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Nomad

I can still remember the first time I heard the term “nomad parenting”. I thought, “Holy crap. That’s us.”

Last week, I discussed how the future can be a scary place for parents of special needs kids. It has teeth and claws, the future monster, largely because it is almost entirely unpredictable. We try to anticipate the bad stuff and find a path to the good, dodge the worst and discover the hidden treasures. Most of all, when we get knocked into the sky, we try very hard to land on our feet, and in exactly the right spot.

We pack our bags and we look for the answers. We’ll never stop looking.

The first time we moved for Schuyler, it was without even a hint that she had a monster of her own. She was born in the mostly forgettable Detroit suburb of Royal Oak, Michigan, and we knew long before she arrived that we didn’t want to raise our child in Detroit. We ended up in New Haven, Connecticut, beginning what we thought would be a long-time New England adventure. By the time Schuyler was diagnosed three years later, we knew it wasn’t going to be our home for long. The much-touted Connecticut schools were surprisingly ill-prepared for a kid like Schuyler, and we had no family on the east coast.

We set our sights on Austin, Texas, a little blue island in a sea of red and a town with a number of schools oriented to children with disabilities, but in the end, it wasn’t a good fit. Schuyler’s school wasn’t ultimately ready to support the assistive technology solutions that we felt were the key to Schuyler’s future, so we ended up in the Dallas suburb of Plano, in a school system that seemed committed, deeply committed, to assistive technology as a part of Schuyler’s curriculum and her future. It felt like we’d finally stopped pursuing the future.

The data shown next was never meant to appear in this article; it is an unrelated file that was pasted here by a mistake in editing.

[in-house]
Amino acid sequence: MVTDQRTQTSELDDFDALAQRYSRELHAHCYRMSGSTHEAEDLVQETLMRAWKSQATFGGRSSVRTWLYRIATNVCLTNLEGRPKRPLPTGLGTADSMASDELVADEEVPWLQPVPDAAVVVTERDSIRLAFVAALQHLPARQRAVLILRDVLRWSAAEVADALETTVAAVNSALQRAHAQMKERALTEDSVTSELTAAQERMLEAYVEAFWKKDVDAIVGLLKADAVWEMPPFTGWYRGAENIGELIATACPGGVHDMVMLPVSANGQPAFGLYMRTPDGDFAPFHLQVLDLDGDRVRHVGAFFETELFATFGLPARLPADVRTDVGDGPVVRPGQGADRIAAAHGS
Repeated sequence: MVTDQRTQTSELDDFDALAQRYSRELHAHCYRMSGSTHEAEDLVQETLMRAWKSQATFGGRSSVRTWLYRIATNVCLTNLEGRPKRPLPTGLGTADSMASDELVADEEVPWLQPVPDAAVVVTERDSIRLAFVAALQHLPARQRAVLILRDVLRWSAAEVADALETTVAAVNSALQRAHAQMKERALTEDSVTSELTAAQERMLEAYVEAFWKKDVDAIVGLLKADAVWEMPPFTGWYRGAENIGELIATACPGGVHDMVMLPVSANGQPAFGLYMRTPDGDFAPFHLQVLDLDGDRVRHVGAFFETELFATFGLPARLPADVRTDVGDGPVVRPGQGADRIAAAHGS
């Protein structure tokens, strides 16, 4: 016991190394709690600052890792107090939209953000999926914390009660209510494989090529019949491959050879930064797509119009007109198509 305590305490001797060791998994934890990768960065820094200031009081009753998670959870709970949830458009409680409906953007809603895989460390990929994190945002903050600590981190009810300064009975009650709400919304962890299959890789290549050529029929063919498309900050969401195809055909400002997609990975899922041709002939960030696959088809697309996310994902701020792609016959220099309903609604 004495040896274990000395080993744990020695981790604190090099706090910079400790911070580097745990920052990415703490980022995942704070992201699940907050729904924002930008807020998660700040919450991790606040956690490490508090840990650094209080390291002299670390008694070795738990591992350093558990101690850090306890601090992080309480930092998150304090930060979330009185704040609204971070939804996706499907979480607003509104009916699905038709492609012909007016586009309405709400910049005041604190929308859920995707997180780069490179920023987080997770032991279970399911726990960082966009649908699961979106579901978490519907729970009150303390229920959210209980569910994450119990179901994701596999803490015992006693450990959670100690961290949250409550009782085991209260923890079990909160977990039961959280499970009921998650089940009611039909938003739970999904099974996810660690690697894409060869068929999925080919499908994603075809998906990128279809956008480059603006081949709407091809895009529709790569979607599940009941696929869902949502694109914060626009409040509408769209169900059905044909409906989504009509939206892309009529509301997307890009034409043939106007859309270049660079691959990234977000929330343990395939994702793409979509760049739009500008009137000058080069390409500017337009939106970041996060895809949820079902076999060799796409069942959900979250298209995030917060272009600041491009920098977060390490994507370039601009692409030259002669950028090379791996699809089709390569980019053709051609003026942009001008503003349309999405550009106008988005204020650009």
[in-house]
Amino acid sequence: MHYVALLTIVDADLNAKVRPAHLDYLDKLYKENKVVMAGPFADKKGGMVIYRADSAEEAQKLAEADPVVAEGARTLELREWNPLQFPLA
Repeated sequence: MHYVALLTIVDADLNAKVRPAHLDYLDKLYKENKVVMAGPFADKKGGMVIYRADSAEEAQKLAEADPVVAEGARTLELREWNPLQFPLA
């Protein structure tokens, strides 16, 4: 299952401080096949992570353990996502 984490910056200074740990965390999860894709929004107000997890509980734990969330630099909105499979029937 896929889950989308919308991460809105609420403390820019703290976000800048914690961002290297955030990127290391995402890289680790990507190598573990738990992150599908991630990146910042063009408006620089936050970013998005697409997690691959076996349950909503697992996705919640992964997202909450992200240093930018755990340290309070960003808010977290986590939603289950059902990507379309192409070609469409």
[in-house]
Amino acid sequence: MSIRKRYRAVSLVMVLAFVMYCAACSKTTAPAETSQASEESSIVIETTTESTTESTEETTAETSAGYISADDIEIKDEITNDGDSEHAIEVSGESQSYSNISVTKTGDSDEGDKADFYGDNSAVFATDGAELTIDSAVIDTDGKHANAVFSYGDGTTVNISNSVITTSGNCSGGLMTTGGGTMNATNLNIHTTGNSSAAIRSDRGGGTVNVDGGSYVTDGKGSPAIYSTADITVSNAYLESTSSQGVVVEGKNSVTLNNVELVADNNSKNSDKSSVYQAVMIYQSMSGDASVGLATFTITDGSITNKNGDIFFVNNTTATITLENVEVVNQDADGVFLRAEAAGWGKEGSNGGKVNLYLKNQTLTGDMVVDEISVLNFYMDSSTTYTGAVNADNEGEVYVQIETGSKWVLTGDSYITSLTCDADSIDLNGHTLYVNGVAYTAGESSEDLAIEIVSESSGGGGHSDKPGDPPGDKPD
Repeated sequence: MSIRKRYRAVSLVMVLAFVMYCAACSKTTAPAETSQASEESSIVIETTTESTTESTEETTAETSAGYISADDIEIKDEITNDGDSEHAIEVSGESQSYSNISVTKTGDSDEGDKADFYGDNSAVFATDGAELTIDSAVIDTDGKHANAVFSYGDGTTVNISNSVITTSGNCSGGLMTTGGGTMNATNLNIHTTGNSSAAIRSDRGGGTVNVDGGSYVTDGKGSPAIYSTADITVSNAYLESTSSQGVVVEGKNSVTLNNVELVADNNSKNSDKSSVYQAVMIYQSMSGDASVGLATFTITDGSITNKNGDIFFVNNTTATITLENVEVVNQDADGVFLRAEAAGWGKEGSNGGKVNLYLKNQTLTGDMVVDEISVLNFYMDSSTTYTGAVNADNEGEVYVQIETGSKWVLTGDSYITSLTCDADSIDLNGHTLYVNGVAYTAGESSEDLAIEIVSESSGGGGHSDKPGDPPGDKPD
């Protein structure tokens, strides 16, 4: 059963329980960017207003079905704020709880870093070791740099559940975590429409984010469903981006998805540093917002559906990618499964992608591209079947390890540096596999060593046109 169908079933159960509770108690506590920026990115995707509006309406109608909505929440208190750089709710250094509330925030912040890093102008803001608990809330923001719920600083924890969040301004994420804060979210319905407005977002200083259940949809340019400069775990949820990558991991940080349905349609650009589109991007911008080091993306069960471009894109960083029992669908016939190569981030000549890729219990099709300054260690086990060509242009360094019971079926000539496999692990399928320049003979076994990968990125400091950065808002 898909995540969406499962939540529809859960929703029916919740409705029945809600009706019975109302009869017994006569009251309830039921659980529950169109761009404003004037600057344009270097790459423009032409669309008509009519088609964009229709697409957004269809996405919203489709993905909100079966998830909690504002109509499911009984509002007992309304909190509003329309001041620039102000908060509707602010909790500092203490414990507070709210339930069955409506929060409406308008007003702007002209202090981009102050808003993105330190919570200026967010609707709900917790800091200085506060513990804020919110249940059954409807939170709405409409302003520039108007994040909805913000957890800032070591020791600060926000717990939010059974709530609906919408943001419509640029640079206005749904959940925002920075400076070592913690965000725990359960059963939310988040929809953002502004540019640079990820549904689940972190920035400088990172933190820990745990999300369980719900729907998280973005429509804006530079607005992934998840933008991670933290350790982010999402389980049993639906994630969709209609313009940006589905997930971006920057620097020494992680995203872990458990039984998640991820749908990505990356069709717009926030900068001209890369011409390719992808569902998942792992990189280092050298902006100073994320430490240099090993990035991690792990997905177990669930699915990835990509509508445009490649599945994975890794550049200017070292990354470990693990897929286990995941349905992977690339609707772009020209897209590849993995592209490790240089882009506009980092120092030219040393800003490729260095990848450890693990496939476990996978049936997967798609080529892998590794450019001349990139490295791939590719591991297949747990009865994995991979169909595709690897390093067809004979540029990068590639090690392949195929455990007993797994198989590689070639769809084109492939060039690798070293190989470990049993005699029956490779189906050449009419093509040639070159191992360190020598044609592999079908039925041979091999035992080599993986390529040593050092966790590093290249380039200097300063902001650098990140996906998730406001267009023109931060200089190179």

Now, seven years later, we’re taking up the chase again.

It’s not all the school’s fault. This is still a very strong school district, easily one of the best in Texas, and even though we’ve been deeply disappointed in the shift away from encouraging Schuyler’s use of an electronic speech solution, we’ve certainly appreciated their commitment to helping her. But as I explained last week, budget cutbacks and a change in philosophy has left Schuyler suddenly without in-school guidance with her AAC needs. Her teachers don’t understand AAC, they don’t get trained on it, and they don’t appreciate the connection between Schuyler’s expressive language and the ability to express herself clearly. A year or two ago, Schuyler’s spoken language was becoming clear enough to be understood by others, people who had maybe even just met her. Now, we as her parents find ourselves struggling to follow her spoken words, and her exasperation is clear. The one phrase we understand all too clearly is the sad sigh and a dejected “Never mind.” We hear it all too often.

When we talk about schools and whether or not a particular community might or might not work for our kids, there are some basic truths that we’ve learned the hard way. One of those is that the general quality of a school system probably tells you very little about how well it will take care of students with disabilities. Public schools in Connecticut are among the best in the country, after all, and yet in no other place was Schuyler treated quite so much like a disposable item. Austin, as both a city and an educational community, seemed like a natural fit for a kid who is anything but typical. And Plano schools have always been among the most well-funded and highest achieving in the country.